(Getty/diego_cervo)

Apple proposes 13 emojis to represent people with disabilities

A hearing aid, a service dog, prosthetic limbs, people with canes and wheelchairs are on the list


Nicole Karlis
March 25, 2018 2:43AM (UTC)

As emojis continue to be an integral part of how humans communicate, the demand for more diversity in the emoji universe is loud and clear. Indeed, Apple has submitted a proposal to the Unicode Consortium, which is the organization that reviews emoji requests, asking for 13 emojis to represent individuals with disabilities. On the list is a hearing aid, a service dog, prosthetic limbs, people with canes and wheelchairs.

“Apple is requesting the addition of emoji to better represent individuals with disabilities. Currently, emoji provide a wide range of options, but may not represent the experiences of those with disabilities,” the proposal states. “Diversifying the options available helps fill a significant gap and provides a more inclusive experience for all.”

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In partnership with the American Council of the Blind and the Cerebral Palsy Foundation, the proposal focuses on, in Apple’s words, “a set of emoji that are most inclusive to a large number of people in four main categories: Blind and Low Vision, Deaf and Hard of Hearing, Physical Motor, and Hidden Disabilities.”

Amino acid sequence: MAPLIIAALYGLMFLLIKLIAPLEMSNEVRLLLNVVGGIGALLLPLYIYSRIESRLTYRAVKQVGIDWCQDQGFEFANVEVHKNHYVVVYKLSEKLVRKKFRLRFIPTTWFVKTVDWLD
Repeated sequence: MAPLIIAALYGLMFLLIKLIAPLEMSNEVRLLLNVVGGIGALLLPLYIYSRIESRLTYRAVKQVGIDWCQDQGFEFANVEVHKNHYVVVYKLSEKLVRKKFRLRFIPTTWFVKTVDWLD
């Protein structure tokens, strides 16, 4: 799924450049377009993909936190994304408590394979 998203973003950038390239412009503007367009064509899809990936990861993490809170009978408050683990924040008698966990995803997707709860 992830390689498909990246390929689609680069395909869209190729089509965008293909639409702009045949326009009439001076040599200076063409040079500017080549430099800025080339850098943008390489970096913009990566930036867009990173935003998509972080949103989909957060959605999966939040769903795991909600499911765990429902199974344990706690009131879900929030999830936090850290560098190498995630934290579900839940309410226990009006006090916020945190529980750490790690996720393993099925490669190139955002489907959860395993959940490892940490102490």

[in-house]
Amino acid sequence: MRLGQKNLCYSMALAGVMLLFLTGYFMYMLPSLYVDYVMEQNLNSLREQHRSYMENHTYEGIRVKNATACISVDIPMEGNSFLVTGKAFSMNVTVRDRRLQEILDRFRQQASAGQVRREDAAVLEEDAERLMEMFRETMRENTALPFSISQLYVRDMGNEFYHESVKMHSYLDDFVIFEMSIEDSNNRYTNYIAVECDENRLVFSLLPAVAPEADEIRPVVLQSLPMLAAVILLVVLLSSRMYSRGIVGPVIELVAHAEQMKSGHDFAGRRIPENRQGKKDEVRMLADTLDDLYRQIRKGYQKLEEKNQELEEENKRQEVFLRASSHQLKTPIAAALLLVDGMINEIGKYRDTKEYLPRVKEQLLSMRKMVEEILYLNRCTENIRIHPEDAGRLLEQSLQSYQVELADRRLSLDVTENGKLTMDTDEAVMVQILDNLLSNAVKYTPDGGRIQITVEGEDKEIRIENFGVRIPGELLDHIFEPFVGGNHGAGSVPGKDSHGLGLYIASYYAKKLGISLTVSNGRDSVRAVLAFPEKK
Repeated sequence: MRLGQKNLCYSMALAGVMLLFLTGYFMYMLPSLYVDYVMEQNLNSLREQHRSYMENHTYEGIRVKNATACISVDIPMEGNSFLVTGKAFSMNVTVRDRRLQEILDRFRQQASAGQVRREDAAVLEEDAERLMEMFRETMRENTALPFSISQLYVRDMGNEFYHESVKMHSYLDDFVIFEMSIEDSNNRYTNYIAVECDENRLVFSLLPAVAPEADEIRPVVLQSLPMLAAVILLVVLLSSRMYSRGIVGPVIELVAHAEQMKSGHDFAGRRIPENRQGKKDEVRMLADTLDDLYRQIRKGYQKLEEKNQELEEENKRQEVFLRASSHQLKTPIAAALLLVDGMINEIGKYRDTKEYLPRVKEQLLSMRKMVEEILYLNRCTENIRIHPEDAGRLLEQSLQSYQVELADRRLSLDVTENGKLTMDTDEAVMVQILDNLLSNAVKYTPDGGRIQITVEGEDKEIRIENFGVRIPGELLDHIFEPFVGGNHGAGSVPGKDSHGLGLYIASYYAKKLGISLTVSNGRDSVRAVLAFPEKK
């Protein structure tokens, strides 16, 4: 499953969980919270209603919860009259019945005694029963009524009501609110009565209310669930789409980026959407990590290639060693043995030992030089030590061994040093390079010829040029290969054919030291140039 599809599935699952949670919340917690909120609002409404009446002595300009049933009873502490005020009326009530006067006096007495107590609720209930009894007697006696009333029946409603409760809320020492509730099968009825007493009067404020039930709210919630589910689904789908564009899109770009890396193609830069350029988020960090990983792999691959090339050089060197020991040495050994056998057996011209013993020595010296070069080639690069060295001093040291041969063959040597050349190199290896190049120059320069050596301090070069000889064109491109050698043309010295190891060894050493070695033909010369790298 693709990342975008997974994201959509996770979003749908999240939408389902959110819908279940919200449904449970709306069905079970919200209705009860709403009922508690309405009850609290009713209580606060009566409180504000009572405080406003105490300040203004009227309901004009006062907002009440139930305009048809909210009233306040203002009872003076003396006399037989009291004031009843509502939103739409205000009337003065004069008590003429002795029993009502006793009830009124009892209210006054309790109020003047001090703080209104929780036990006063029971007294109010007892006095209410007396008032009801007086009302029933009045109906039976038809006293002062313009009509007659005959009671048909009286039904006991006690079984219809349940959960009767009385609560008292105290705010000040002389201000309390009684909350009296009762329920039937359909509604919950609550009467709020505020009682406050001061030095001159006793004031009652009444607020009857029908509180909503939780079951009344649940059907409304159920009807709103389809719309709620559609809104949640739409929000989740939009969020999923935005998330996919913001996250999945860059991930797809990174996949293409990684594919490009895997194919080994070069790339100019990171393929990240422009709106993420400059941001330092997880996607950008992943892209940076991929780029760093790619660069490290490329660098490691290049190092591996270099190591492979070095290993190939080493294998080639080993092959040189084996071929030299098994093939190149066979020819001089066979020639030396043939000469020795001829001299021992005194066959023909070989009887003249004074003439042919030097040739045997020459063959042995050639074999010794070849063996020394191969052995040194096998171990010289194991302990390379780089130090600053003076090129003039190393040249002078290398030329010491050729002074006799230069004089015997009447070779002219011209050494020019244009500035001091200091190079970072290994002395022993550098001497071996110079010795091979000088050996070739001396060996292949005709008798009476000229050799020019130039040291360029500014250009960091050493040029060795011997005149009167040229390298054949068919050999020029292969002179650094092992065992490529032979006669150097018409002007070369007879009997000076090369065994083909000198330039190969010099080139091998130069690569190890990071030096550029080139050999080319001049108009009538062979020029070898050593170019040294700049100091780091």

The service dog is also meant to represent those with “hidden” disabilities, according to Apple’s proposal--such as anxiety or autism.

On Twitter, the reaction to the proposal has been positive.

Adding emojis to represent diversity has caused controversy in the past--especially among conservatives. For example, back in July when Apple added an emoji to represent Muslim women, some dismissed the effort to add an inclusive emoji.

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Emoji politics, as my colleague Keith Spencer once wrote, are complicated--in part because of the politics of Unicode. In order to hold a voting membership for the Unicode Consortium, it costs between $11,000 and $18,000.  ”The Unicode Consortium is not a democratic organ, and thus, emoji are approved and produced via a top-down, technocratic hierarchy,” Spencer wrote. “They’re not by us, but they’re for us. But their politics will never stray beyond what is acceptable to their members.”


Nicole Karlis

Nicole Karlis is a news writer at Salon. She covers health, science, tech and gender politics. Tweet her @nicolekarlis.

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